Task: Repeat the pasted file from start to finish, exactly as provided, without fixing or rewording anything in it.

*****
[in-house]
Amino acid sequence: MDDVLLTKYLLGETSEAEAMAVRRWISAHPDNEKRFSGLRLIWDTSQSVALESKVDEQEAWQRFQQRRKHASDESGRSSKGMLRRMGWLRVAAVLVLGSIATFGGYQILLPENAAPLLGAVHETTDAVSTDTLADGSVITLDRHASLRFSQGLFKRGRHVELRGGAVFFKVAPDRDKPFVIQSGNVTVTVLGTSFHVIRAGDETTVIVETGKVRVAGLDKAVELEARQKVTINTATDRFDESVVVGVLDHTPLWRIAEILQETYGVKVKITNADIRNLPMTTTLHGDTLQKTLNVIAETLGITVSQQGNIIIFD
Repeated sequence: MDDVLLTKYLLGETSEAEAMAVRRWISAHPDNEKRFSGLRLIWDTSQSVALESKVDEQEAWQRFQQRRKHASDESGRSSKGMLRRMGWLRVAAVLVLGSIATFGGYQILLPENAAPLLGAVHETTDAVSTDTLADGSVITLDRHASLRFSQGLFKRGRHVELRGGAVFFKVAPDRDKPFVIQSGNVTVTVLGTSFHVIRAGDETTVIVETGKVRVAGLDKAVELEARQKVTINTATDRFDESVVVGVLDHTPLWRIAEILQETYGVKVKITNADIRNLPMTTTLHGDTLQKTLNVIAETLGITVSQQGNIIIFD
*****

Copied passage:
[in-house]
Amino acid sequence: MDDVLLTKYLLGETSEAEAMAVRRWISAHPDNEKRFSGLRLIWDTSQSVALESKVDEQEAWQRFQQRRKHASDESGRSSKGMLRRMGWLRVAAVLVLGSIATFGGYQILLPENAAPLLGAVHETTDAVSTDTLADGSVITLDRHASLRFSQGLFKRGRHVELRGGAVFFKVAPDRDKPFVIQSGNVTVTVLGTSFHVIRAGDETTVIVETGKVRVAGLDKAVELEARQKVTINTATDRFDESVVVGVLDHTPLWRIAEILQETYGVKVKITNADIRNLPMTTTLHGDTLQKTLNVIAETLGITVSQQGNIIIFD
Repeated sequence: MDDVLLTKYLLGETSEAEAMAVRRWISAHPDNEKRFSGLRLIWDTSQSVALESKVDEQEAWQRFQQRRKHASDESGRSSKGMLRRMGWLRVAAVLVLGSIATFGGYQILLPENAAPLLGAVHETTDAVSTDTLADGSVITLDRHASLRFSQGLFKRGRHVELRGGAVFFKVAPDRDKPFVIQSGNVTVTVLGTSFHVIRAGDETTVIVETGKVRVAGLDKAVELEARQKVTINTATDRFDESVVVGVLDHTPLWRIAEILQETYGVKVKITNADIRNLPMTTTLHGDTLQKTLNVIAETLGITVSQQGNIIIFD